A close look at a controversial device
This week, we're taking our little USB microscope and looking at a device that has already been put under a sort of microscope by the tech press and the public — Google Glass. Google's first wearable was expensive, difficult to get (in the beginning), and the focus of all sorts of wrath from privacy advocates as well as the anti-Google regulars.
We're not going to concern ourselves with any of that this week. There's plenty of words from both sides, and a quick Google search will give you a full day of reading so you can form your own opinion. We're just going to look at how it's built and examine some of the controls because looking at that kind of thing gets our nerd mojo rising.
Some notes before we get started:
- You're seeing the original Explorer edition Google Glass, and not the "improved" version.
- These pictures are taken with the Celestron 5 MP Handheld Digital Microscope Pro at 200x magnification. We've found this to give a really good look at things while still keeping them recognizable. Seriously. Once you get too close things stop looking like what they really look like. Like, you know?
- Glass is oddly shaped, so most these pictures are at 90X and not 200X. I was able to get in close on the prism, so we can enjoy the scratches in all their glory.
- Google Glass is tough. I bent and pulled and crammed things around to get them in place (there was duct tape involved at one point) and everything still is good as new.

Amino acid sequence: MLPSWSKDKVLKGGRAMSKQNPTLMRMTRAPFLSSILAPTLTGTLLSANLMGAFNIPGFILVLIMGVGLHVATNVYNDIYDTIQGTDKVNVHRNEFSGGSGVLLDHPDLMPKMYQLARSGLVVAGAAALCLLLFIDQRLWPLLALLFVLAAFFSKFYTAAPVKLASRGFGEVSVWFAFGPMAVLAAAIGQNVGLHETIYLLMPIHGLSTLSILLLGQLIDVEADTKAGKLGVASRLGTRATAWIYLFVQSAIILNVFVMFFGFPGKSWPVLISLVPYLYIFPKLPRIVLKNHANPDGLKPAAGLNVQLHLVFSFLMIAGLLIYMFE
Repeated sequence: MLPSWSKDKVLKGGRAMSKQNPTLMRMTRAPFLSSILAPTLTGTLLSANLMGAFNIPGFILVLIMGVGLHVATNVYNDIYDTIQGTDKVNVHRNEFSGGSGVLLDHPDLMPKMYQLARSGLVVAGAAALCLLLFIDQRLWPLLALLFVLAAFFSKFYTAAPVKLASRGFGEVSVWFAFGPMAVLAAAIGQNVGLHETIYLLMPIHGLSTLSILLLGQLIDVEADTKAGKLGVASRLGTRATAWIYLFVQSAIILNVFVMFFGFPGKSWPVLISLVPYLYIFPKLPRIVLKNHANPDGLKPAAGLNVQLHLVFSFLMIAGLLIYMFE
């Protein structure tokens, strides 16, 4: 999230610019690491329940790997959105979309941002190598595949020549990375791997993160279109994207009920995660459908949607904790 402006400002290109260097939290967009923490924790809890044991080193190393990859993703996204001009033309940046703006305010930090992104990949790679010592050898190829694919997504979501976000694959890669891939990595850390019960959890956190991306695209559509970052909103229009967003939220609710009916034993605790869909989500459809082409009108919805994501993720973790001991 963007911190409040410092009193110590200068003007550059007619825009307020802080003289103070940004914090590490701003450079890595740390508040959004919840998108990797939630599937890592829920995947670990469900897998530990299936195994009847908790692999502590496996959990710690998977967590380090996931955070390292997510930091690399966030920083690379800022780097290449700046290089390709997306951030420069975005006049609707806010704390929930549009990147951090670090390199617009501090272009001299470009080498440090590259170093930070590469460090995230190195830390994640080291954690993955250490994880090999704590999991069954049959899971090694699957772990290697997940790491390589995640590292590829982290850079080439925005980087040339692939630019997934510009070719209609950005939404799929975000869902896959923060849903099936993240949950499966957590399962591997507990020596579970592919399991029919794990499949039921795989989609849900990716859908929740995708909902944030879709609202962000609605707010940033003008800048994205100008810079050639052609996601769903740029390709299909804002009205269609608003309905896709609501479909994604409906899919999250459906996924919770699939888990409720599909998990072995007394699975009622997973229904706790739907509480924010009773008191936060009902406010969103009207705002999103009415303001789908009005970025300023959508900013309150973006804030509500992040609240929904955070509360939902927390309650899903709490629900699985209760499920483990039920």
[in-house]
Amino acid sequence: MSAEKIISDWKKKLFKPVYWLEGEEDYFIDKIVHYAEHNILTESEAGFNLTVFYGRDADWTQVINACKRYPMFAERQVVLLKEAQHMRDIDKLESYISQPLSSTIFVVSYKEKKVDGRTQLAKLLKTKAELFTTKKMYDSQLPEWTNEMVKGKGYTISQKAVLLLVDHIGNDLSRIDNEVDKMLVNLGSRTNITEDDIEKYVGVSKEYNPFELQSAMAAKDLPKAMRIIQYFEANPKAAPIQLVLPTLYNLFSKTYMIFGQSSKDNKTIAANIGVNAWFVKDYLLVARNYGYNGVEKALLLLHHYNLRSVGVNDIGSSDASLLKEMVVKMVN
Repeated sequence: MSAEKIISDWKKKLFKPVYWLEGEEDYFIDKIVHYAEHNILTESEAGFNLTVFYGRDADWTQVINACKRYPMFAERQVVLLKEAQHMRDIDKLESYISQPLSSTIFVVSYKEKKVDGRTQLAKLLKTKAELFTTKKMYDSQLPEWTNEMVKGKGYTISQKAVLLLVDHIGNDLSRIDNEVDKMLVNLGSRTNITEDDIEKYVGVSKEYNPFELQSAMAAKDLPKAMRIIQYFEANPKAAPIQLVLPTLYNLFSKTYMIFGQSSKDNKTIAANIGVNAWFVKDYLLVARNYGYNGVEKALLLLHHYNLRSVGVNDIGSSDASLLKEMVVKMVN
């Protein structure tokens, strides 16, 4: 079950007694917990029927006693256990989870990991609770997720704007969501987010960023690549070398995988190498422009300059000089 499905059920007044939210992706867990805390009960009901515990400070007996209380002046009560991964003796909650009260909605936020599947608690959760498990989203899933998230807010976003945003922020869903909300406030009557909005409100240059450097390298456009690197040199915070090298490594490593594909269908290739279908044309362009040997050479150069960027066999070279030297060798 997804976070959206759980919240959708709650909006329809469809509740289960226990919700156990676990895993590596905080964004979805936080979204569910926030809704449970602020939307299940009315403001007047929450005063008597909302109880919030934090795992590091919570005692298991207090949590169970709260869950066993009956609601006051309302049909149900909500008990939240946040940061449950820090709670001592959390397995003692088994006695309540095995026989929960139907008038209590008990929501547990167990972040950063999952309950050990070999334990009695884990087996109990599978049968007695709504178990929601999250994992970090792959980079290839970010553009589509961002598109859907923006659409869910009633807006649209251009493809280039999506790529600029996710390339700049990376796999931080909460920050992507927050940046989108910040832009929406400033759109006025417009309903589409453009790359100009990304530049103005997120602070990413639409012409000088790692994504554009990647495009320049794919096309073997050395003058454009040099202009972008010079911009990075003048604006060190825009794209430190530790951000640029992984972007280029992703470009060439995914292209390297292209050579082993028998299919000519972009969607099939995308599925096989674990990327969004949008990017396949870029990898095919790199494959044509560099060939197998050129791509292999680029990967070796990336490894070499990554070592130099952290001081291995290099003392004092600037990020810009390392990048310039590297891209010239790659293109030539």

OK. Now let's see what we're here to see.
When you get a close look at the prism, you see just how scratched it is and optically clear it isn't. Just holding my Glass in your hands won't show you this, and the face of the prism (the little clear "window" where Glass displays the screen) looks to be smooth and clear. I've noticed no degradation of the virtual screen, so Google is either compensating for an irregular surface, or I'm just used to looking at Glass through scratches. When Glass is on, the prism itself glows with an eerie orange or pink color. If someone is looking your direction and their prism is glowing, they could be filming you. It it's not pink, they aren't. It's the same whether you're filming inside a theater, or a bar, or the subway.
The camera is set in place at an angle to better see the whole of what you're looking at versus just a view from the right side. It mostly works, but you still won't get an image of your full field of vision and the image is still set off to the right a little bit. You get used to this quickly and compensate. Notice in the upper right of the image you see a second hole under the protective camera outer lens. I've heard a lot of valid explanations about what it's for, but none from Google themselves. I think's it's the component that steals souls of people being photographed.
The nose pieces aren't just tack-welded to the frame. They are part of the titanium band that holds everything together, and there are no joints to break. If you wear wire-framed glasses, you know why I like seeing this. If you don't — this is where things break and the eyeglass store wants to take a lot of your money when that happens. These shouldn't break.
Lastly, the frame itself. I don't wear Glass every day, but this pair has seen a lot of time on my face in any and all conditions. They've been dirty, sweaty, out in the rain and snow, and even been splattered with mud. A wipe with a clean cloth fixes things right up, and the titanium is no worse for wear — as titanium should be. What you see above is where the outer band goes behind my left ear. Besides some slight discoloration, it's in great shape for being in such a sweaty, oily place on my head. In fact, even the plastic has held up well.
While the rest of the Internet argues about cameras and calls me a Glasshole, I had a bit of fun looking close at Google Glass. I hope you did, too. Holler in the comments at what you want to have me look at next — I'd love to hear your ideas!
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